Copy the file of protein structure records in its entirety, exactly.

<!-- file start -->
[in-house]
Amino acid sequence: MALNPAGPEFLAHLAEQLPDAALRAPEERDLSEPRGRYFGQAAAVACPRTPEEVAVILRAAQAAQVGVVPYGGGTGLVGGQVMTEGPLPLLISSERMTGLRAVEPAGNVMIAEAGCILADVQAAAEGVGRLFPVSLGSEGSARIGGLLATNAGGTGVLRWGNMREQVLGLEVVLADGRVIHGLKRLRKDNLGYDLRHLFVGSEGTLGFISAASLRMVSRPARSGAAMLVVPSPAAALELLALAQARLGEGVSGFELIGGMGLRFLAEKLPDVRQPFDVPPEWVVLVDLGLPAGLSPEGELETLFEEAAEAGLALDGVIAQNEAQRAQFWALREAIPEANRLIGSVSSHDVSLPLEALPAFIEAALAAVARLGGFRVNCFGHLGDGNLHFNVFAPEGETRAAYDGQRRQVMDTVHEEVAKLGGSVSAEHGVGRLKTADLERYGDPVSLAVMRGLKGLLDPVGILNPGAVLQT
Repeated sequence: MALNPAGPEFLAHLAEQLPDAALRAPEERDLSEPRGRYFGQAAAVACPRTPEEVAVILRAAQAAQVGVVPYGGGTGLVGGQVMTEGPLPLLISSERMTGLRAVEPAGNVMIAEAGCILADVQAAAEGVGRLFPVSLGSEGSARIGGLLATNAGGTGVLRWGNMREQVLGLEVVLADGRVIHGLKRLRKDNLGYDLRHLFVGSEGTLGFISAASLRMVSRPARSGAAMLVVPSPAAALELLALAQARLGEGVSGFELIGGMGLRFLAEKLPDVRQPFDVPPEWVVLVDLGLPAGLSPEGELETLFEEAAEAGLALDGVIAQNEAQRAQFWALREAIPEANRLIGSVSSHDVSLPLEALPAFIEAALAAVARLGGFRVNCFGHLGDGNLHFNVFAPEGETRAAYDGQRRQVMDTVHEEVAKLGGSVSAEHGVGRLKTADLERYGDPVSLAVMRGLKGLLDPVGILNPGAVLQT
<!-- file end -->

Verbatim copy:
[in-house]
Amino acid sequence: MALNPAGPEFLAHLAEQLPDAALRAPEERDLSEPRGRYFGQAAAVACPRTPEEVAVILRAAQAAQVGVVPYGGGTGLVGGQVMTEGPLPLLISSERMTGLRAVEPAGNVMIAEAGCILADVQAAAEGVGRLFPVSLGSEGSARIGGLLATNAGGTGVLRWGNMREQVLGLEVVLADGRVIHGLKRLRKDNLGYDLRHLFVGSEGTLGFISAASLRMVSRPARSGAAMLVVPSPAAALELLALAQARLGEGVSGFELIGGMGLRFLAEKLPDVRQPFDVPPEWVVLVDLGLPAGLSPEGELETLFEEAAEAGLALDGVIAQNEAQRAQFWALREAIPEANRLIGSVSSHDVSLPLEALPAFIEAALAAVARLGGFRVNCFGHLGDGNLHFNVFAPEGETRAAYDGQRRQVMDTVHEEVAKLGGSVSAEHGVGRLKTADLERYGDPVSLAVMRGLKGLLDPVGILNPGAVLQT
Repeated sequence: MALNPAGPEFLAHLAEQLPDAALRAPEERDLSEPRGRYFGQAAAVACPRTPEEVAVILRAAQAAQVGVVPYGGGTGLVGGQVMTEGPLPLLISSERMTGLRAVEPAGNVMIAEAGCILADVQAAAEGVGRLFPVSLGSEGSARIGGLLATNAGGTGVLRWGNMREQVLGLEVVLADGRVIHGLKRLRKDNLGYDLRHLFVGSEGTLGFISAASLRMVSRPARSGAAMLVVPSPAAALELLALAQARLGEGVSGFELIGGMGLRFLAEKLPDVRQPFDVPPEWVVLVDLGLPAGLSPEGELETLFEEAAEAGLALDGVIAQNEAQRAQFWALREAIPEANRLIGSVSSHDVSLPLEALPAFIEAALAAVARLGGFRVNCFGHLGDGNLHFNVFAPEGETRAAYDGQRRQVMDTVHEEVAKLGGSVSAEHGVGRLKTADLERYGDPVSLAVMRGLKGLLDPVGILNPGAVLQT